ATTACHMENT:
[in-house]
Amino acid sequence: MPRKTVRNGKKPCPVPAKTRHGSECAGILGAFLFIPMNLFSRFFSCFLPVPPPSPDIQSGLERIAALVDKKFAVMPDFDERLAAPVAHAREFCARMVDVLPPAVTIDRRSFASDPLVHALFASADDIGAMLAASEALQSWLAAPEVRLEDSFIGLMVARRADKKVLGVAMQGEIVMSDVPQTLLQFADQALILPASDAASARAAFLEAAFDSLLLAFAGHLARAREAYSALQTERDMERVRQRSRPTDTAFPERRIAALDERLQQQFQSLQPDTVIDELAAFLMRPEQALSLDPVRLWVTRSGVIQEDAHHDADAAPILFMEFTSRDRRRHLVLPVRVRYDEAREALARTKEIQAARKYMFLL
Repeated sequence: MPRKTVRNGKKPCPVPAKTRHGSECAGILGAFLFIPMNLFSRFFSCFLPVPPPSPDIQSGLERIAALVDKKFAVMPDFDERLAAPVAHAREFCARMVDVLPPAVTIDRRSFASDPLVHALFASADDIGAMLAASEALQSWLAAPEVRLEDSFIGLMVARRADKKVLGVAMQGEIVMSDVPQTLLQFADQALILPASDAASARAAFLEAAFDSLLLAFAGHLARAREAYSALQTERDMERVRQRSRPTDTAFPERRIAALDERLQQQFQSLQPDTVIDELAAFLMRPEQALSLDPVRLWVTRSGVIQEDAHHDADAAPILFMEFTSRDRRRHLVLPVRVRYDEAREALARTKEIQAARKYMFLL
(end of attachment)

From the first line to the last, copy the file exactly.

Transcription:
[in-house]
Amino acid sequence: MPRKTVRNGKKPCPVPAKTRHGSECAGILGAFLFIPMNLFSRFFSCFLPVPPPSPDIQSGLERIAALVDKKFAVMPDFDERLAAPVAHAREFCARMVDVLPPAVTIDRRSFASDPLVHALFASADDIGAMLAASEALQSWLAAPEVRLEDSFIGLMVARRADKKVLGVAMQGEIVMSDVPQTLLQFADQALILPASDAASARAAFLEAAFDSLLLAFAGHLARAREAYSALQTERDMERVRQRSRPTDTAFPERRIAALDERLQQQFQSLQPDTVIDELAAFLMRPEQALSLDPVRLWVTRSGVIQEDAHHDADAAPILFMEFTSRDRRRHLVLPVRVRYDEAREALARTKEIQAARKYMFLL
Repeated sequence: MPRKTVRNGKKPCPVPAKTRHGSECAGILGAFLFIPMNLFSRFFSCFLPVPPPSPDIQSGLERIAALVDKKFAVMPDFDERLAAPVAHAREFCARMVDVLPPAVTIDRRSFASDPLVHALFASADDIGAMLAASEALQSWLAAPEVRLEDSFIGLMVARRADKKVLGVAMQGEIVMSDVPQTLLQFADQALILPASDAASARAAFLEAAFDSLLLAFAGHLARAREAYSALQTERDMERVRQRSRPTDTAFPERRIAALDERLQQQFQSLQPDTVIDELAAFLMRPEQALSLDPVRLWVTRSGVIQEDAHHDADAAPILFMEFTSRDRRRHLVLPVRVRYDEAREALARTKEIQAARKYMFLL